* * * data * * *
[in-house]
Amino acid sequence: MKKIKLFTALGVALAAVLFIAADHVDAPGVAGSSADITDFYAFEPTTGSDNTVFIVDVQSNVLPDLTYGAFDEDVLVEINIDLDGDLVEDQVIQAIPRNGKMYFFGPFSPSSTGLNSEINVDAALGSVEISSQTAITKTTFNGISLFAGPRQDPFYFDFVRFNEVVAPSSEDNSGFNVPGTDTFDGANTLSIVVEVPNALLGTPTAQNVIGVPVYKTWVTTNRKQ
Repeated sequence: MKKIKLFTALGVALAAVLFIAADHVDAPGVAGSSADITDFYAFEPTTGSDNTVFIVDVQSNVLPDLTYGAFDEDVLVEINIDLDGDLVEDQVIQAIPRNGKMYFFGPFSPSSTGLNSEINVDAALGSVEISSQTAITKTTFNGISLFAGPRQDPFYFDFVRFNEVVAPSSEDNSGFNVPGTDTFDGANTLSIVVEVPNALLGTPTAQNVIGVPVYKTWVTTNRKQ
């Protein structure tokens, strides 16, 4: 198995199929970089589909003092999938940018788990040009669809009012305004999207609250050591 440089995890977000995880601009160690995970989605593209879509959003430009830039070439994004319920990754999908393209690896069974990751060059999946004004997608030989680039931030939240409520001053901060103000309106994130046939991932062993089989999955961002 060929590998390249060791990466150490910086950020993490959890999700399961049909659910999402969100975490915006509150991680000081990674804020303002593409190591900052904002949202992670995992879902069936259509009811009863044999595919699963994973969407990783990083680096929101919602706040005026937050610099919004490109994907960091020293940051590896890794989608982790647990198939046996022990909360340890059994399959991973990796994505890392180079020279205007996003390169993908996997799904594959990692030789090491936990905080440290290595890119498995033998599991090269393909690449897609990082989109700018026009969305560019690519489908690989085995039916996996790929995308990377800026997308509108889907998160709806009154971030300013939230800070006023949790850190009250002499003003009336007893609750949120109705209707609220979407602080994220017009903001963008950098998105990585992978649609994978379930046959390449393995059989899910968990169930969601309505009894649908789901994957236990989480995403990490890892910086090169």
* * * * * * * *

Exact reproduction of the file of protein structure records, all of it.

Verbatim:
[in-house]
Amino acid sequence: MKKIKLFTALGVALAAVLFIAADHVDAPGVAGSSADITDFYAFEPTTGSDNTVFIVDVQSNVLPDLTYGAFDEDVLVEINIDLDGDLVEDQVIQAIPRNGKMYFFGPFSPSSTGLNSEINVDAALGSVEISSQTAITKTTFNGISLFAGPRQDPFYFDFVRFNEVVAPSSEDNSGFNVPGTDTFDGANTLSIVVEVPNALLGTPTAQNVIGVPVYKTWVTTNRKQ
Repeated sequence: MKKIKLFTALGVALAAVLFIAADHVDAPGVAGSSADITDFYAFEPTTGSDNTVFIVDVQSNVLPDLTYGAFDEDVLVEINIDLDGDLVEDQVIQAIPRNGKMYFFGPFSPSSTGLNSEINVDAALGSVEISSQTAITKTTFNGISLFAGPRQDPFYFDFVRFNEVVAPSSEDNSGFNVPGTDTFDGANTLSIVVEVPNALLGTPTAQNVIGVPVYKTWVTTNRKQ
């Protein structure tokens, strides 16, 4: 198995199929970089589909003092999938940018788990040009669809009012305004999207609250050591 440089995890977000995880601009160690995970989605593209879509959003430009830039070439994004319920990754999908393209690896069974990751060059999946004004997608030989680039931030939240409520001053901060103000309106994130046939991932062993089989999955961002 060929590998390249060791990466150490910086950020993490959890999700399961049909659910999402969100975490915006509150991680000081990674804020303002593409190591900052904002949202992670995992879902069936259509009811009863044999595919699963994973969407990783990083680096929101919602706040005026937050610099919004490109994907960091020293940051590896890794989608982790647990198939046996022990909360340890059994399959991973990796994505890392180079020279205007996003390169993908996997799904594959990692030789090491936990905080440290290595890119498995033998599991090269393909690449897609990082989109700018026009969305560019690519489908690989085995039916996996790929995308990377800026997308509108889907998160709806009154971030300013939230800070006023949790850190009250002499003003009336007893609750949120109705209707609220979407602080994220017009903001963008950098998105990585992978649609994978379930046959390449393995059989899910968990169930969601309505009894649908789901994957236990989480995403990490890892910086090169």